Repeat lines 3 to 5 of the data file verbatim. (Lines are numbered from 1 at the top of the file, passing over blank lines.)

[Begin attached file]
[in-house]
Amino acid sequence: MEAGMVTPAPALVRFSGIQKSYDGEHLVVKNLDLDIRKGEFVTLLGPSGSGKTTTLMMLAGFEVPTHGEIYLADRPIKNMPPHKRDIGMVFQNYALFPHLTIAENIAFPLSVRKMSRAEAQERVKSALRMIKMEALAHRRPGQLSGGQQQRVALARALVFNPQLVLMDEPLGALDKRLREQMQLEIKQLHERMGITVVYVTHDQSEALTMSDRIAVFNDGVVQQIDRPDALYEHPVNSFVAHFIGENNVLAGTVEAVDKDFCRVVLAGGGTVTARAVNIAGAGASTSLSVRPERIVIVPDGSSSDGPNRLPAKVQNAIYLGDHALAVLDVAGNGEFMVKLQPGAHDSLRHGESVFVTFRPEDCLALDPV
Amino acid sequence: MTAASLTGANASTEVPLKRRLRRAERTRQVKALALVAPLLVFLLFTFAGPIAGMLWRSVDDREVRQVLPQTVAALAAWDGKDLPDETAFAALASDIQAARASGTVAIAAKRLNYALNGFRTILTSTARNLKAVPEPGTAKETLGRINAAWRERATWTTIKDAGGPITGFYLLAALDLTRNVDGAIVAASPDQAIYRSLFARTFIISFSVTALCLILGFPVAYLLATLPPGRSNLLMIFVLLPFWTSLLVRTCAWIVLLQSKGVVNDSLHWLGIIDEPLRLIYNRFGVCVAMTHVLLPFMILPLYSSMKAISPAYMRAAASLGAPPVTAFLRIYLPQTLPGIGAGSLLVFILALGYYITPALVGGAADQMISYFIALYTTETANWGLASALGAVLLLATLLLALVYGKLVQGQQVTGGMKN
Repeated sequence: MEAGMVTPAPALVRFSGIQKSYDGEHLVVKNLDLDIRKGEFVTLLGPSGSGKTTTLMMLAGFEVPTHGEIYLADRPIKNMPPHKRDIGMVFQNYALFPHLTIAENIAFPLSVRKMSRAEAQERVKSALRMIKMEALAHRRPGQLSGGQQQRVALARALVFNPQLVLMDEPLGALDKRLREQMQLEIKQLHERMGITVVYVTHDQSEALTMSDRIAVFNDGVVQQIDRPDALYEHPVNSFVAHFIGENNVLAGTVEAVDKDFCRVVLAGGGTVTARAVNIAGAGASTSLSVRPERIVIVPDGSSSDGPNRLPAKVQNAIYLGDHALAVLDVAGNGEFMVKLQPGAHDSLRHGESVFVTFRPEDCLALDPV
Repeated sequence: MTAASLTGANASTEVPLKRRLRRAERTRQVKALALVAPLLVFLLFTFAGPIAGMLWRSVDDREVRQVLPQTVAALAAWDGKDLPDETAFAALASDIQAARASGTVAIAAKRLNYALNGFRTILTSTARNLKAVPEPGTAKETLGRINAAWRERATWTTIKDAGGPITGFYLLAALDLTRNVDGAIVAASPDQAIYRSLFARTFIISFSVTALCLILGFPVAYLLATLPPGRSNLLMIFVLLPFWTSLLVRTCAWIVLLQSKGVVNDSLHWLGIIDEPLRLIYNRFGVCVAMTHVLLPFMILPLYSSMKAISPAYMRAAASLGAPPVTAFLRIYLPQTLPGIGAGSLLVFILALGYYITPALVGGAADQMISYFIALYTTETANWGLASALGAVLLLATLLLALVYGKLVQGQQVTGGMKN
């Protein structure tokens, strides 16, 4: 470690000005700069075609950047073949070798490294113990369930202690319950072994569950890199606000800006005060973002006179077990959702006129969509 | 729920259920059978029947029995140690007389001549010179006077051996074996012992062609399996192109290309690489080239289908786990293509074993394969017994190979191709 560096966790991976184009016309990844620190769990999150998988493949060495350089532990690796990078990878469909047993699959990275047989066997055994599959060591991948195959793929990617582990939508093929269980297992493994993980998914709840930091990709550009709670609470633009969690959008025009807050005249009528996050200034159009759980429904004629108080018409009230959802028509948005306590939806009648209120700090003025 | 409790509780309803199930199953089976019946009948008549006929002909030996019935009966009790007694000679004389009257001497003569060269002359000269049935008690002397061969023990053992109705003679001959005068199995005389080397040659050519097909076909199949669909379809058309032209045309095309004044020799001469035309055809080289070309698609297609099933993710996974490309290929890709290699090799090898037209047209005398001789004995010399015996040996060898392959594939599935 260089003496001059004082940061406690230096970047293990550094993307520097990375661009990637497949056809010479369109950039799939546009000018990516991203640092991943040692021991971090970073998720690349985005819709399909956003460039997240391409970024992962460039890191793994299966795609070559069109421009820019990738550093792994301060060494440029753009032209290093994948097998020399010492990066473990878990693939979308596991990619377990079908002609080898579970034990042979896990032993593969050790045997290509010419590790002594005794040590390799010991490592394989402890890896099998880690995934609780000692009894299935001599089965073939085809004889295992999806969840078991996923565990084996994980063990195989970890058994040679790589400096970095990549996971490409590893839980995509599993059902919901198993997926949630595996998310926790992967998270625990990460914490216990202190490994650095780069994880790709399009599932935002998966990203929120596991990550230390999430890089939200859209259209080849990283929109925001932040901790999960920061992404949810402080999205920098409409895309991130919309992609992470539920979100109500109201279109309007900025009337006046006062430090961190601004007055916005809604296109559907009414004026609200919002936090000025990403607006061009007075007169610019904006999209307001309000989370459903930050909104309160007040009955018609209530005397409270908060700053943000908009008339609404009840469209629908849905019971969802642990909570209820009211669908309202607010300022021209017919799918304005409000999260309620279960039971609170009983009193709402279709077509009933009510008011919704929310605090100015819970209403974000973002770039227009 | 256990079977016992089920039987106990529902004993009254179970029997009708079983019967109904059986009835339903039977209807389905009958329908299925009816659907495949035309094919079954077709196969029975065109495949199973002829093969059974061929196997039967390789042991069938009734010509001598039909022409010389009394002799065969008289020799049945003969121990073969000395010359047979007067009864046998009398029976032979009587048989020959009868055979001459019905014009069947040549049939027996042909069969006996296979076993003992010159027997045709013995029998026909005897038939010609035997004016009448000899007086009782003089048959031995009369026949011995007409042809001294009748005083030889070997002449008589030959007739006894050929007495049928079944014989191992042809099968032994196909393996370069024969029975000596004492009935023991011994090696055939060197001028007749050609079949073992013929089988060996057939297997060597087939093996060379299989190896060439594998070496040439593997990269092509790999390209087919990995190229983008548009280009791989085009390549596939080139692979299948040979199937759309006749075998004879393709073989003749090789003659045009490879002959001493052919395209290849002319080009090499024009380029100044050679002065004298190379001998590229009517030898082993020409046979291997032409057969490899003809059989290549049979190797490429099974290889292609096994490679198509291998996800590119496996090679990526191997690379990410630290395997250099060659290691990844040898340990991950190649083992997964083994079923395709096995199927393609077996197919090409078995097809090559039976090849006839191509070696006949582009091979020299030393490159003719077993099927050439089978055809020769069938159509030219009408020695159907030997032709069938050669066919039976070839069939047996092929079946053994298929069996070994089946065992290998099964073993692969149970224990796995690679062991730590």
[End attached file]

Amino acid sequence: MTAASLTGANASTEVPLKRRLRRAERTRQVKALALVAPLLVFLLFTFAGPIAGMLWRSVDDREVRQVLPQTVAALAAWDGKDLPDETAFAALASDIQAARASGTVAIAAKRLNYALNGFRTILTSTARNLKAVPEPGTAKETLGRINAAWRERATWTTIKDAGGPITGFYLLAALDLTRNVDGAIVAASPDQAIYRSLFARTFIISFSVTALCLILGFPVAYLLATLPPGRSNLLMIFVLLPFWTSLLVRTCAWIVLLQSKGVVNDSLHWLGIIDEPLRLIYNRFGVCVAMTHVLLPFMILPLYSSMKAISPAYMRAAASLGAPPVTAFLRIYLPQTLPGIGAGSLLVFILALGYYITPALVGGAADQMISYFIALYTTETANWGLASALGAVLLLATLLLALVYGKLVQGQQVTGGMKN
Repeated sequence: MEAGMVTPAPALVRFSGIQKSYDGEHLVVKNLDLDIRKGEFVTLLGPSGSGKTTTLMMLAGFEVPTHGEIYLADRPIKNMPPHKRDIGMVFQNYALFPHLTIAENIAFPLSVRKMSRAEAQERVKSALRMIKMEALAHRRPGQLSGGQQQRVALARALVFNPQLVLMDEPLGALDKRLREQMQLEIKQLHERMGITVVYVTHDQSEALTMSDRIAVFNDGVVQQIDRPDALYEHPVNSFVAHFIGENNVLAGTVEAVDKDFCRVVLAGGGTVTARAVNIAGAGASTSLSVRPERIVIVPDGSSSDGPNRLPAKVQNAIYLGDHALAVLDVAGNGEFMVKLQPGAHDSLRHGESVFVTFRPEDCLALDPV
Repeated sequence: MTAASLTGANASTEVPLKRRLRRAERTRQVKALALVAPLLVFLLFTFAGPIAGMLWRSVDDREVRQVLPQTVAALAAWDGKDLPDETAFAALASDIQAARASGTVAIAAKRLNYALNGFRTILTSTARNLKAVPEPGTAKETLGRINAAWRERATWTTIKDAGGPITGFYLLAALDLTRNVDGAIVAASPDQAIYRSLFARTFIISFSVTALCLILGFPVAYLLATLPPGRSNLLMIFVLLPFWTSLLVRTCAWIVLLQSKGVVNDSLHWLGIIDEPLRLIYNRFGVCVAMTHVLLPFMILPLYSSMKAISPAYMRAAASLGAPPVTAFLRIYLPQTLPGIGAGSLLVFILALGYYITPALVGGAADQMISYFIALYTTETANWGLASALGAVLLLATLLLALVYGKLVQGQQVTGGMKN